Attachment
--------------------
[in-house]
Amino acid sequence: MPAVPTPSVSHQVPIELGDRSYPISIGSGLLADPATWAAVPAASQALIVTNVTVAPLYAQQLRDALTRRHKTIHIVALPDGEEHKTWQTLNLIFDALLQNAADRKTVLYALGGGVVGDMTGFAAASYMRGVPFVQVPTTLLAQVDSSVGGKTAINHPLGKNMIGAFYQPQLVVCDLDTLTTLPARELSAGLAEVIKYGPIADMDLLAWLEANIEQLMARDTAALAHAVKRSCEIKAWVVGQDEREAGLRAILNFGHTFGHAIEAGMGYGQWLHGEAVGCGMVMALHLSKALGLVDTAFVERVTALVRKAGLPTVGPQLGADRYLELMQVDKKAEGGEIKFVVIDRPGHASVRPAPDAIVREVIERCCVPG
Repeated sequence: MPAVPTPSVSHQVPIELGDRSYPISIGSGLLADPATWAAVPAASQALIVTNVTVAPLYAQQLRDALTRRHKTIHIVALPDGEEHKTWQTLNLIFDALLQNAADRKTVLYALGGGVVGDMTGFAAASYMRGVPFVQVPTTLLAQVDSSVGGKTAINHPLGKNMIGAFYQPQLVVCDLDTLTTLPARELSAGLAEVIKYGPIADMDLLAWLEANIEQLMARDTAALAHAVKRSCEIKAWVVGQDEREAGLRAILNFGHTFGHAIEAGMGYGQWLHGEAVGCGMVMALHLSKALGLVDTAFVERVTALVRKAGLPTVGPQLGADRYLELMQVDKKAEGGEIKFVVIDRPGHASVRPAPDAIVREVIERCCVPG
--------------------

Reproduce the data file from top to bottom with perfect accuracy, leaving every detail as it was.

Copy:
[in-house]
Amino acid sequence: MPAVPTPSVSHQVPIELGDRSYPISIGSGLLADPATWAAVPAASQALIVTNVTVAPLYAQQLRDALTRRHKTIHIVALPDGEEHKTWQTLNLIFDALLQNAADRKTVLYALGGGVVGDMTGFAAASYMRGVPFVQVPTTLLAQVDSSVGGKTAINHPLGKNMIGAFYQPQLVVCDLDTLTTLPARELSAGLAEVIKYGPIADMDLLAWLEANIEQLMARDTAALAHAVKRSCEIKAWVVGQDEREAGLRAILNFGHTFGHAIEAGMGYGQWLHGEAVGCGMVMALHLSKALGLVDTAFVERVTALVRKAGLPTVGPQLGADRYLELMQVDKKAEGGEIKFVVIDRPGHASVRPAPDAIVREVIERCCVPG
Repeated sequence: MPAVPTPSVSHQVPIELGDRSYPISIGSGLLADPATWAAVPAASQALIVTNVTVAPLYAQQLRDALTRRHKTIHIVALPDGEEHKTWQTLNLIFDALLQNAADRKTVLYALGGGVVGDMTGFAAASYMRGVPFVQVPTTLLAQVDSSVGGKTAINHPLGKNMIGAFYQPQLVVCDLDTLTTLPARELSAGLAEVIKYGPIADMDLLAWLEANIEQLMARDTAALAHAVKRSCEIKAWVVGQDEREAGLRAILNFGHTFGHAIEAGMGYGQWLHGEAVGCGMVMALHLSKALGLVDTAFVERVTALVRKAGLPTVGPQLGADRYLELMQVDKKAEGGEIKFVVIDRPGHASVRPAPDAIVREVIERCCVPG